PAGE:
On the 28th November the SRC organised the Frontiers of Research in Systemic Risk Forecasting conference.
Rodrigo Guimarães (Bank of England) opened the first session of the conference and presented his recent research (co-authored with Oliver Bush BoE, and Hanno Stremmel WHU) on macroprudential policy. His analysis focuses on finding indicators that can be successfully employed by regulators in order to adjust capital requirements through the business cycle. Guimarães started by highlighting how, at the moment, there is very little theoretical support and empirical evidence to guide regulators’ choice. For example ‘quantity’ measures of risk (such as credit-gap or price-to-rent ratio) seem to be directly associated with distress in the financial sector but the timing of the observations for these measures may not be suitable for regulation purposes, while ‘price of risk’ indicators (market based measures like credit spreads) could be too volatile or partially unrelated to the policy object of interest. The current Financial Policy Committee (FPC) draft on this issue identifies 38 relevant indicators which are classifiable by three broad categories: banking sector balances, non-banking sector balances and market measures. Arguing that such a wide range of indicators may generate communication and accountability issues for policy makers, Guimarães and his co-authors reduced this large set of measures to only three meaningful indicators via a two-step procedure : first, Principal Component Analysis (PCA) is applied to a subset of the 38 indicators (chosen on the basis of time series availability) , then the three indicators mostly correlated with the first components are used as explanatory variables against which financial crisis events are regressed. Guimarães’ research shows that two of the selected indicators (credit-gap and a VIX-based measure for the ‘price of risk’) are statistically significant (and robust) predictors of financial crisis, whilst the third measure (financial sector leverage) seems to have a lower and less stable correlation with crisis events.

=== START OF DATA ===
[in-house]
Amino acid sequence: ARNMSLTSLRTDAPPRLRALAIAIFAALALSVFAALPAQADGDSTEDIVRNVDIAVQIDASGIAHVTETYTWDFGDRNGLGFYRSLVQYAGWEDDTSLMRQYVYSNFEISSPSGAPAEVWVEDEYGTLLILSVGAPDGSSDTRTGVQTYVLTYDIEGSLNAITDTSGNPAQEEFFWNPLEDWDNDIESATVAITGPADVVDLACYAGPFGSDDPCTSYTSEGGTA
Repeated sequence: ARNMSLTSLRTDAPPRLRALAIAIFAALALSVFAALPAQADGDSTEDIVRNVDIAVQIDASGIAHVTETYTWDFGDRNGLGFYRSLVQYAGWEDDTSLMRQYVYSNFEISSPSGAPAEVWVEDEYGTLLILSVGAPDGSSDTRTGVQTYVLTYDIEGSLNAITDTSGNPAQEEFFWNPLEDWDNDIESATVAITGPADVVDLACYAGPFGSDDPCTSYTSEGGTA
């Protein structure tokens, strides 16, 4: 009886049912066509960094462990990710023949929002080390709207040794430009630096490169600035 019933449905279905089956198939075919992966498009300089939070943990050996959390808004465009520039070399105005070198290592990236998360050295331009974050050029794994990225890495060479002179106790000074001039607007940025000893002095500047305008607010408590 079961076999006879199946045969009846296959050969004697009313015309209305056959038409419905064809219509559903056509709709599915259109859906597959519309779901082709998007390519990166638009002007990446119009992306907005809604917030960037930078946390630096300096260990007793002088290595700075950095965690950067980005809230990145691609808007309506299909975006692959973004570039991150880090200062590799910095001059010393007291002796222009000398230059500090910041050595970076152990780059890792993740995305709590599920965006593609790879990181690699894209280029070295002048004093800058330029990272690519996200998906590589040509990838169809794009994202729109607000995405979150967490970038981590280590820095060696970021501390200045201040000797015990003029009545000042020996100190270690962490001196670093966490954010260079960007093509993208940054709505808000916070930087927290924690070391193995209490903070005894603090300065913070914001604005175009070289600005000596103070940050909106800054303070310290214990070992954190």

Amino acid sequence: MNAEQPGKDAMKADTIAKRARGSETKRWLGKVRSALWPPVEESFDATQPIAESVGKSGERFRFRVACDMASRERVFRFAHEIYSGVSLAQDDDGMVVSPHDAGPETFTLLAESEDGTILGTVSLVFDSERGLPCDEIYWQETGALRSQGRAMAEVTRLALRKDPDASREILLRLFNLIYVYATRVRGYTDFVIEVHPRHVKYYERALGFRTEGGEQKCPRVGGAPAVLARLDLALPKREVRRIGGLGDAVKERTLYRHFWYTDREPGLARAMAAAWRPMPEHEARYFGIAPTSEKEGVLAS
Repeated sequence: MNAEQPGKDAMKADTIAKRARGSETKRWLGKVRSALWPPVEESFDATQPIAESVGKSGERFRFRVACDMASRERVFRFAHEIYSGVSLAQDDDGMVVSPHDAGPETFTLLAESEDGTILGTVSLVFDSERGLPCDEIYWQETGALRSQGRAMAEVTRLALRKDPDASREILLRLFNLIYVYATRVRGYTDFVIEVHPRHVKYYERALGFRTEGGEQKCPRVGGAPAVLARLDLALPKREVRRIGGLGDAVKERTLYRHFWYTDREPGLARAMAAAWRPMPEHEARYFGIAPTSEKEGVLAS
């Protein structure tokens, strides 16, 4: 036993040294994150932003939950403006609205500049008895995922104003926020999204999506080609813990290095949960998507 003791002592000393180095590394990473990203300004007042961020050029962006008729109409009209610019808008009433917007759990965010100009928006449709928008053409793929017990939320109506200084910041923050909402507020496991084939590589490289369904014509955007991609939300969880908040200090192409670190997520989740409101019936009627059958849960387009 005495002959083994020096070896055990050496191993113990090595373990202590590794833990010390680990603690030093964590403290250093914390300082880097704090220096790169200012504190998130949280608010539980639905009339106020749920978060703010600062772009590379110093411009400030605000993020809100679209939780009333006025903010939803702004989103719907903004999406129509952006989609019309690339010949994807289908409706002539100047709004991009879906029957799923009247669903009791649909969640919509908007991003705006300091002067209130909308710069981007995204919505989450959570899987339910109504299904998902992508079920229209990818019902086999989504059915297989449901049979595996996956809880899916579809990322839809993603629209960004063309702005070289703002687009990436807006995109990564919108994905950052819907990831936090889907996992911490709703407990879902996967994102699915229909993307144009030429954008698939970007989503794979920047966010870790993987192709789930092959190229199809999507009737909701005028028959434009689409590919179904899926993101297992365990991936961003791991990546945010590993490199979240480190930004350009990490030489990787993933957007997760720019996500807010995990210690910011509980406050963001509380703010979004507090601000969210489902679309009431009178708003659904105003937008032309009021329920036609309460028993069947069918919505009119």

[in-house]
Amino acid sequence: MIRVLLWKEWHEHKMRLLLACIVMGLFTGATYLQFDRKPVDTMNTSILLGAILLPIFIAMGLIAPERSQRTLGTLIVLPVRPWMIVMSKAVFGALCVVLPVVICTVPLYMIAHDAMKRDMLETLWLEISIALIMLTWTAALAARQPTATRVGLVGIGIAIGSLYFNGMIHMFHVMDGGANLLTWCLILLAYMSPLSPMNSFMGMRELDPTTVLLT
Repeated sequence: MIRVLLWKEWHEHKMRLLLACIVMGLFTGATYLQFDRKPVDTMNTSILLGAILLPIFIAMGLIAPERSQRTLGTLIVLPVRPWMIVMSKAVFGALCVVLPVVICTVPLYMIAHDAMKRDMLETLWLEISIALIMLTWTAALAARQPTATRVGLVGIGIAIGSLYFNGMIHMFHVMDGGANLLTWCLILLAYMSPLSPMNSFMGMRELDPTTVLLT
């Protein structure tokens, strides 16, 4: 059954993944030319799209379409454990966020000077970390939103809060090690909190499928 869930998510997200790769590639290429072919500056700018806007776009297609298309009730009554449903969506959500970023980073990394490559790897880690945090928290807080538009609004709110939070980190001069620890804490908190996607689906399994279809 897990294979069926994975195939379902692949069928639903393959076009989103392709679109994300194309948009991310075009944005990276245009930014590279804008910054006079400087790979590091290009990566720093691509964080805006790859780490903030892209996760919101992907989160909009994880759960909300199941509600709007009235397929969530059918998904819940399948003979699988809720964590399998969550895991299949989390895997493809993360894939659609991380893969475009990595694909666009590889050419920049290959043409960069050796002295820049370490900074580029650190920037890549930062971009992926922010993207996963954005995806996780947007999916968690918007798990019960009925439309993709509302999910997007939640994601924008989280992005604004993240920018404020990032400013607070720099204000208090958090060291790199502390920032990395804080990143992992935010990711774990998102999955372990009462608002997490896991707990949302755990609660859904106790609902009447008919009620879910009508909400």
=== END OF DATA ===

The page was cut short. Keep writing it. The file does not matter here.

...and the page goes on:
The next presentation was by Bernd Schwaab (ECB) and was closely related to the precedent discussion about predictability of financial sector crisis via quantity or risk based indicators. Schwaab presented ‘Nowcasting and forecasting global financial sector stress and credit market dislocation’, a paper co-authored with Siem Jan Koopman and André Lucas (both VU University Amsterdam). In this paper the authors investigate the dynamics of credit dislocation (defined as a persistent decoupling of the credit risk cycle from macro fundamentals) and of global financial sector risk. By the means of a high dimensional partly nonlinear and non-Gaussian dynamic factor model, the authors identify a risk-based indicator of credit conditions that has in the past preceded episodes of distress in the financial sector. Schwaab argued that the mechanism underlying this link is that a credit cycle disconnected with the business cycle may signal very loose lending standards, increasing the probability of joint default of a large number of financial intermediaries. The new credit risk measure performs well compared to other suggested indicators, such as credit to GDP gap.